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Graduation hero gives life chance to cancer sufferer

20 Jul 2012

A University of Manchester student who graduates today (July 20) has given a leukaemia patient the chance of a new life by donating blood stem cells to him.

Sam White
Sam White

Sam White, 23, one of only a handful of people to be called upon twice by the blood cancer charity Anthony Nolan, went through the four-hour procedure while studying for his final year in modern languages.

The last Manchester student to graduate this year, Sam was second time lucky when Anthony Nolan said he was a match, after just four years.

As donations are anonymous, he will find out if the young male patient survives next year.

According to the charity, it is very unusual for a donor to be called on as a match so quickly after joining, and even more so to come up as a potential match twice in such a short period.

French and Spanish student Sam said: “I am not the greatest fan of needles, and the drugs you take to produce extra blood stem cells for the donation make you ache.

“But it is nothing compared to what the patient is going through. And the procedure wasn’t bad enough to stop me working – I had to, it was during the Easter break of my final year.

“I’m giving the chance of life, not saving a life – people have to do a lot to do that, I am just an element that helps it happen. There are a lot of people working really hard, doing an important job, making it happen. I was just lucky to be able to help.”

Only half of the people, who need a lifesaving transplant will be able to find a match on the Anthony Nolan register.

Sam, who now fundraises for the charity, aims to encourage others to join -especially young men aged 18-30, as they make the best donors and provide the best outcomes for people with blood cancer. However, young men only make up 11% of the entire register.

Sam was having dinner in halls with pals in 2007, when they were visited by young medics taking blood samples for the blood cancer charity Anthony Nolan, as part of a University-organised drive.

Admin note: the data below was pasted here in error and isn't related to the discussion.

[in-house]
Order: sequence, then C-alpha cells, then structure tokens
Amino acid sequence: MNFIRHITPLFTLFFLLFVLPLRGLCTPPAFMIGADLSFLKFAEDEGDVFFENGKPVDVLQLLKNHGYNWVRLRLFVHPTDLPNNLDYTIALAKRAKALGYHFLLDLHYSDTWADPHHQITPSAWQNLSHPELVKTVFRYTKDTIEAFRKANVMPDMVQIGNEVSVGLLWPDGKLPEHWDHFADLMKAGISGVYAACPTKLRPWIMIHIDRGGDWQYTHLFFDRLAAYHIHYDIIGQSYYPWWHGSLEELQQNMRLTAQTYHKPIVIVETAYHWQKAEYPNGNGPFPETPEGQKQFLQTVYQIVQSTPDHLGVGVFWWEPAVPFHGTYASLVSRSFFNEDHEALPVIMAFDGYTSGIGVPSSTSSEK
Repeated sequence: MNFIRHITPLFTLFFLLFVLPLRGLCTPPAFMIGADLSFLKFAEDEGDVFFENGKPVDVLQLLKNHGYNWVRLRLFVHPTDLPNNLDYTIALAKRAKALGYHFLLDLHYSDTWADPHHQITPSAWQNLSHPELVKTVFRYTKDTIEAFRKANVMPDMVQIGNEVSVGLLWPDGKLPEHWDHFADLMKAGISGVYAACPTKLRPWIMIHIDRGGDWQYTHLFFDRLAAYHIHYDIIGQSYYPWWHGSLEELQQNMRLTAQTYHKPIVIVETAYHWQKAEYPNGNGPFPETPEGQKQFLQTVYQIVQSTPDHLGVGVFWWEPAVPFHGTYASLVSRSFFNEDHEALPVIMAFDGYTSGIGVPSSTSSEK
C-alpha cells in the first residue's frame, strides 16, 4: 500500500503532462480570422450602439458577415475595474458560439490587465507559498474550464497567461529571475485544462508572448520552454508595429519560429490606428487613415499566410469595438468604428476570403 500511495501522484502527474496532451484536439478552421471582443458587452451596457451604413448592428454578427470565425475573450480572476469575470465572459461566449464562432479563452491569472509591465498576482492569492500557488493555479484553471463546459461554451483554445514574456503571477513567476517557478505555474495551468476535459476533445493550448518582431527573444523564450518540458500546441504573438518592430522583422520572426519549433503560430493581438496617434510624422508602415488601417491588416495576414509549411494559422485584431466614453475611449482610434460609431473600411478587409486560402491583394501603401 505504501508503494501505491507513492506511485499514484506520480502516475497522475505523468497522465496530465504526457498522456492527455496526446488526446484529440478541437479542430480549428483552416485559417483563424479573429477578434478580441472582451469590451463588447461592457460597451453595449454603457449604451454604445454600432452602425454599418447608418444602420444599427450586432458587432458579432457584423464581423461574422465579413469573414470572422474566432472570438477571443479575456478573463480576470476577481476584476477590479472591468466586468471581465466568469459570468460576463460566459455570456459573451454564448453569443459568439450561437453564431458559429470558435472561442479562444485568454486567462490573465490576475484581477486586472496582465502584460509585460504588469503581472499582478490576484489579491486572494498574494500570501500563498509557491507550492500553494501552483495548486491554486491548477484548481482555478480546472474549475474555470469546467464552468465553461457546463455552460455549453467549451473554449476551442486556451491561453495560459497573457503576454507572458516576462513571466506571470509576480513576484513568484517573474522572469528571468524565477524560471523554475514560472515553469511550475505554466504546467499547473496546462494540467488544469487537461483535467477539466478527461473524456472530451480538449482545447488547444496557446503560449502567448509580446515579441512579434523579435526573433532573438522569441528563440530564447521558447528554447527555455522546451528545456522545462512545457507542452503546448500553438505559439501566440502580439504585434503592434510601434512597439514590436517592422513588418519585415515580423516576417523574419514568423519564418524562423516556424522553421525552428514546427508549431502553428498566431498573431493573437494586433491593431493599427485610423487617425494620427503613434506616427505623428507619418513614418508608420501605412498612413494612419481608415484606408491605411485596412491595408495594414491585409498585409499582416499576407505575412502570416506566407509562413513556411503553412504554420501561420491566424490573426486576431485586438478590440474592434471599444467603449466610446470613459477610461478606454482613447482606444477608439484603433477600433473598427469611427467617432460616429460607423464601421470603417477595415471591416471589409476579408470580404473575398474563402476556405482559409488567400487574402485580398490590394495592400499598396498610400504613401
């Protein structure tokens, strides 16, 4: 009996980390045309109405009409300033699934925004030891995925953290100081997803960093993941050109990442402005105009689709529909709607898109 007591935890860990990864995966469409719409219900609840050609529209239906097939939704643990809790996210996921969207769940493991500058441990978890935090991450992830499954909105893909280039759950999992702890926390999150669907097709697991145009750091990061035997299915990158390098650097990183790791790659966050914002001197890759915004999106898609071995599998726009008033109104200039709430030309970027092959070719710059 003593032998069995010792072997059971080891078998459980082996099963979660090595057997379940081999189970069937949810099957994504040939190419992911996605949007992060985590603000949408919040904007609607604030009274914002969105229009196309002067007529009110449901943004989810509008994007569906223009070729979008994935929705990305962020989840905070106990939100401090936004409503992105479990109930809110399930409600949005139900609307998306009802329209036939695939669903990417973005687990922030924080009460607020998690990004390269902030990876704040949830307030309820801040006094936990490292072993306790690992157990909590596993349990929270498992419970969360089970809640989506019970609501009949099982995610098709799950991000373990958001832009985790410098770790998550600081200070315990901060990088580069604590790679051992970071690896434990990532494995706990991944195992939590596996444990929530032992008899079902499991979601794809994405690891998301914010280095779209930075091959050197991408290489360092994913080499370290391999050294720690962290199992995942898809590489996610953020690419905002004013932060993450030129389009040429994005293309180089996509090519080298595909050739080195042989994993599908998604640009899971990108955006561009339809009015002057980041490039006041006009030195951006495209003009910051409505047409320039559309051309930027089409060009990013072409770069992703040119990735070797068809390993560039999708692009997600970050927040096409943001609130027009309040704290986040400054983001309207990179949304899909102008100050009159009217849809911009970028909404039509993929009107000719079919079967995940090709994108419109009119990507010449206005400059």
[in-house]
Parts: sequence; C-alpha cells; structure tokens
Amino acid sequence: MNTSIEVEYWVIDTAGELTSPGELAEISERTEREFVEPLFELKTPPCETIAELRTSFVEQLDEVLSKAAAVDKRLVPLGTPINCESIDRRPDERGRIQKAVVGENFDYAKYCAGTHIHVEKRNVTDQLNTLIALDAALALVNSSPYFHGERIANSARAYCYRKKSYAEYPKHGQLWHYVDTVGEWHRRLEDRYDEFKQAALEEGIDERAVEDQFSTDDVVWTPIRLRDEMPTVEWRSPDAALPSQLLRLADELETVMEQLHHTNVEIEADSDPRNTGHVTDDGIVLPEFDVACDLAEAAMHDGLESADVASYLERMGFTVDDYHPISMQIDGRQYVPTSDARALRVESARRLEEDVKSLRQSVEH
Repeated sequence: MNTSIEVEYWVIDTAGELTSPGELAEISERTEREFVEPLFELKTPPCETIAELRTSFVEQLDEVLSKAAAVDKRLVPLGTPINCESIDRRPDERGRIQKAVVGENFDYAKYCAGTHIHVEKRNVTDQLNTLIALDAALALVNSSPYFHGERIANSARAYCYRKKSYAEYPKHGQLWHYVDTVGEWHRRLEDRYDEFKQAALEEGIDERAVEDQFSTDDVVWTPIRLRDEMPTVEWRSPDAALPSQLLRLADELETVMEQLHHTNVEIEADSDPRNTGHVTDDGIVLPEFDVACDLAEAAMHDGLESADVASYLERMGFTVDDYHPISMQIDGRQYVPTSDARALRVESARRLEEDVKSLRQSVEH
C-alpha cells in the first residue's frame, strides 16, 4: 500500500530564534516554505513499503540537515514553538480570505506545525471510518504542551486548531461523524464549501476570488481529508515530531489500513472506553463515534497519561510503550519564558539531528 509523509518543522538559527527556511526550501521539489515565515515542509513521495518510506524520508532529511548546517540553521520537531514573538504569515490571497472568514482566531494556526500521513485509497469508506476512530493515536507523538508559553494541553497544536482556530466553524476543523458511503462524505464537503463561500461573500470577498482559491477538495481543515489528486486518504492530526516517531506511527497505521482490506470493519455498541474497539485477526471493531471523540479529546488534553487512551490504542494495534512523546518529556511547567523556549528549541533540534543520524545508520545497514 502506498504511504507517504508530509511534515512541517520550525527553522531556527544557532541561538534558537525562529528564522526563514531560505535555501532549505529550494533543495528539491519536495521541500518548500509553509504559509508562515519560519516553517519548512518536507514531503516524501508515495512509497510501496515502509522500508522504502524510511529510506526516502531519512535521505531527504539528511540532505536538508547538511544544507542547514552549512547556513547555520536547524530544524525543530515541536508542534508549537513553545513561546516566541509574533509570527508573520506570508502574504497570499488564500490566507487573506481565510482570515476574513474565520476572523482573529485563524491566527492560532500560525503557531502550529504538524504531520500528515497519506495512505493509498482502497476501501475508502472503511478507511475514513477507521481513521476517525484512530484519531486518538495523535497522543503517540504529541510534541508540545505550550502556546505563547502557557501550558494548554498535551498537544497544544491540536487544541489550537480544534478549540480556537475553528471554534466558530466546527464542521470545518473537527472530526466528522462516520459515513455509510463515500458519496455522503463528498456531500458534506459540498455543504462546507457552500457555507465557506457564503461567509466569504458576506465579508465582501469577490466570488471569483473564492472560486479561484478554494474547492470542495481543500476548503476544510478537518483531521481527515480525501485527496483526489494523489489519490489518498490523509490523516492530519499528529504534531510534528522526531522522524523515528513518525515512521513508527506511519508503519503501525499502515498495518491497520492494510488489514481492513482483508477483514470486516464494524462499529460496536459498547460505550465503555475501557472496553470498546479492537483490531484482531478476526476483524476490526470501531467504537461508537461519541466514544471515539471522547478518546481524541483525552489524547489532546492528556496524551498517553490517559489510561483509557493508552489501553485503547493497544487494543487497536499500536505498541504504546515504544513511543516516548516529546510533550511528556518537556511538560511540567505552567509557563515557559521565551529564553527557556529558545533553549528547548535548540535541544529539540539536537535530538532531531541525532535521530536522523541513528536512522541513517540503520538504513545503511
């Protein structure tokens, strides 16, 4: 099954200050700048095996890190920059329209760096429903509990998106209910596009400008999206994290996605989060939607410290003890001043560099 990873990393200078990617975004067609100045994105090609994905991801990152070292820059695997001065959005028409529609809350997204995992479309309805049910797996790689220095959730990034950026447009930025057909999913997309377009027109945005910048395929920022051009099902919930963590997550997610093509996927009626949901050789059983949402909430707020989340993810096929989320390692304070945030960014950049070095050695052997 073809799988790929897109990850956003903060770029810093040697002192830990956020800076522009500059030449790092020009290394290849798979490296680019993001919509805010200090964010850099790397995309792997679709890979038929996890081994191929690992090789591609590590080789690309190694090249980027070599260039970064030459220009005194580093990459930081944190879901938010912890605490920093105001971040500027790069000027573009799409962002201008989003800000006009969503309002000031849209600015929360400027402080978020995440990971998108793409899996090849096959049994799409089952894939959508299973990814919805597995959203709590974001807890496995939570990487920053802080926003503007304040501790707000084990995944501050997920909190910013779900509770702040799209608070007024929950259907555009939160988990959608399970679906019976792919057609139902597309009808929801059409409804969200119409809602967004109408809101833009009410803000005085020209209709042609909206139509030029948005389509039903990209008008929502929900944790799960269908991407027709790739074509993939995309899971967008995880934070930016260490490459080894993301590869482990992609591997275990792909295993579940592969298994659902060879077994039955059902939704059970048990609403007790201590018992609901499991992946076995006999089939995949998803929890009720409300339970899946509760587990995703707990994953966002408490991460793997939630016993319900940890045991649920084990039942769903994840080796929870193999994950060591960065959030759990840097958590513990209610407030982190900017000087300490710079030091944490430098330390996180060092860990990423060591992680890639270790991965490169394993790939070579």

The charity runs the UK’s largest blood stem cell register and provides matches for people who need a lifesaving transplant.

He was contacted as a potential match out the blue in 2009, feeling first euphoria then disappointment when he learned he was not the best donor for the patient.

But a second letter in December 2011 did result in a match, resulting in a donation in March 2012.

The chances of being a match for a patient with blood cancer vary according to the donor’s tissue type, as some matches are more common than others.

Doctors followed a new procedure in which Sam took a course of injections for four days to increase his blood stem cell production.

Described as a ‘hero’ by his tutor by Dr Floriane Place-Verghnes, he added: “Another donor at my procedure had been on the register for 23 years – as long as I have been alive – and there I was, having had two letters.

“I would definitely recommend it. It is minimal effort and you could help someone live a longer, healthier life, spending more time with their family and friends, which is pretty special.”

Charlotte Connolly, recruitment manager at Anthony Nolan, said: “Donors like Sam gives people with blood cancer the chance of life. Unfortunately Anthony Nolan can only find a matching donor for half the people who desperately need a transplant so we are thrilled that Sam is continuing to support the charity in helping us raise awareness of this need.”

Notes for editors

Sam Graduates  at 2.30pm at the University of Manchester, Whitworth Hall, Oxford Road, Manchester.

Images will be available

For media enquiries contact:
Mike Addelman
Press Officer
Faculty of Humanities
The University of Manchester
0161 275 0790
07717 881567

For more information about Anthony Nolan contact:
Lizzie D’Angelo
020 7424 6619
07825 937 921

Anthony Nolan uses the register to match volunteers willing to donate their blood stem cells (or bone marrow) to people in desperate need of a lifesaving transplant. There are nearly 1,600 people in the UK in need of a blood stem cell transplant which is usually their last chance of survival. To find out more, visit